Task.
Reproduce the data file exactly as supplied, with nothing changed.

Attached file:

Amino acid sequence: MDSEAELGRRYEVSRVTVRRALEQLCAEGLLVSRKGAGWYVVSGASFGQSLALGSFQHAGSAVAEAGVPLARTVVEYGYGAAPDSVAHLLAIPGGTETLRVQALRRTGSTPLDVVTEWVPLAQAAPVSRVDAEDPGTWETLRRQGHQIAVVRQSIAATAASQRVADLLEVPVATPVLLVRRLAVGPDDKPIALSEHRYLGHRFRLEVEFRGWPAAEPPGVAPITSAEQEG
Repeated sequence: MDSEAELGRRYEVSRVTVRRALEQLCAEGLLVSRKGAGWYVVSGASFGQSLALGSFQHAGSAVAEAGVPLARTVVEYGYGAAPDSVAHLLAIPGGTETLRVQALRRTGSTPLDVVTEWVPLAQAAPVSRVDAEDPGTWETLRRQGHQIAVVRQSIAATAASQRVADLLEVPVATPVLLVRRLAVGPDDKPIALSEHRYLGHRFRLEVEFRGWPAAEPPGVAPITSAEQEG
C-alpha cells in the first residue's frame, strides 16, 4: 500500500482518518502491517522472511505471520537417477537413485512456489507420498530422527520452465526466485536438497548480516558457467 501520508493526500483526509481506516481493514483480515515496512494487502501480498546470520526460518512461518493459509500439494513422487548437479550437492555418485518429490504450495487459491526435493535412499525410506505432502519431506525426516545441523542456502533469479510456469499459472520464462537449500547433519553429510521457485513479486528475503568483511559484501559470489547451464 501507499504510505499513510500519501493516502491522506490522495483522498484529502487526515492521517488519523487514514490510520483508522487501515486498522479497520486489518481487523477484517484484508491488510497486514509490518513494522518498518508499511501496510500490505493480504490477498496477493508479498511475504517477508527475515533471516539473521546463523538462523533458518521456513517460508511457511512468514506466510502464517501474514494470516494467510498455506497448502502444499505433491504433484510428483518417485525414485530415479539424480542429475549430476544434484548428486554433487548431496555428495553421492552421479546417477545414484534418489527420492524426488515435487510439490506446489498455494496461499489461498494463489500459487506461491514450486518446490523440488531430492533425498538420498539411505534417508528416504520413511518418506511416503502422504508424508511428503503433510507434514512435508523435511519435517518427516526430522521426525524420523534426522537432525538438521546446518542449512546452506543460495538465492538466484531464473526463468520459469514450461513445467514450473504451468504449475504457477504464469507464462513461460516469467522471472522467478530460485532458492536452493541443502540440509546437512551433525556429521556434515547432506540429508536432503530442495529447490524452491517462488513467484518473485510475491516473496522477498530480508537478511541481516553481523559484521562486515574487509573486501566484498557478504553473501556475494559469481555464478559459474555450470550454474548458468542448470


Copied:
Amino acid sequence: MDSEAELGRRYEVSRVTVRRALEQLCAEGLLVSRKGAGWYVVSGASFGQSLALGSFQHAGSAVAEAGVPLARTVVEYGYGAAPDSVAHLLAIPGGTETLRVQALRRTGSTPLDVVTEWVPLAQAAPVSRVDAEDPGTWETLRRQGHQIAVVRQSIAATAASQRVADLLEVPVATPVLLVRRLAVGPDDKPIALSEHRYLGHRFRLEVEFRGWPAAEPPGVAPITSAEQEG
Repeated sequence: MDSEAELGRRYEVSRVTVRRALEQLCAEGLLVSRKGAGWYVVSGASFGQSLALGSFQHAGSAVAEAGVPLARTVVEYGYGAAPDSVAHLLAIPGGTETLRVQALRRTGSTPLDVVTEWVPLAQAAPVSRVDAEDPGTWETLRRQGHQIAVVRQSIAATAASQRVADLLEVPVATPVLLVRRLAVGPDDKPIALSEHRYLGHRFRLEVEFRGWPAAEPPGVAPITSAEQEG
C-alpha cells in the first residue's frame, strides 16, 4: 500500500482518518502491517522472511505471520537417477537413485512456489507420498530422527520452465526466485536438497548480516558457467 501520508493526500483526509481506516481493514483480515515496512494487502501480498546470520526460518512461518493459509500439494513422487548437479550437492555418485518429490504450495487459491526435493535412499525410506505432502519431506525426516545441523542456502533469479510456469499459472520464462537449500547433519553429510521457485513479486528475503568483511559484501559470489547451464 501507499504510505499513510500519501493516502491522506490522495483522498484529502487526515492521517488519523487514514490510520483508522487501515486498522479497520486489518481487523477484517484484508491488510497486514509490518513494522518498518508499511501496510500490505493480504490477498496477493508479498511475504517477508527475515533471516539473521546463523538462523533458518521456513517460508511457511512468514506466510502464517501474514494470516494467510498455506497448502502444499505433491504433484510428483518417485525414485530415479539424480542429475549430476544434484548428486554433487548431496555428495553421492552421479546417477545414484534418489527420492524426488515435487510439490506446489498455494496461499489461498494463489500459487506461491514450486518446490523440488531430492533425498538420498539411505534417508528416504520413511518418506511416503502422504508424508511428503503433510507434514512435508523435511519435517518427516526430522521426525524420523534426522537432525538438521546446518542449512546452506543460495538465492538466484531464473526463468520459469514450461513445467514450473504451468504449475504457477504464469507464462513461460516469467522471472522467478530460485532458492536452493541443502540440509546437512551433525556429521556434515547432506540429508536432503530442495529447490524452491517462488513467484518473485510475491516473496522477498530480508537478511541481516553481523559484521562486515574487509573486501566484498557478504553473501556475494559469481555464478559459474555450470550454474548458468542448470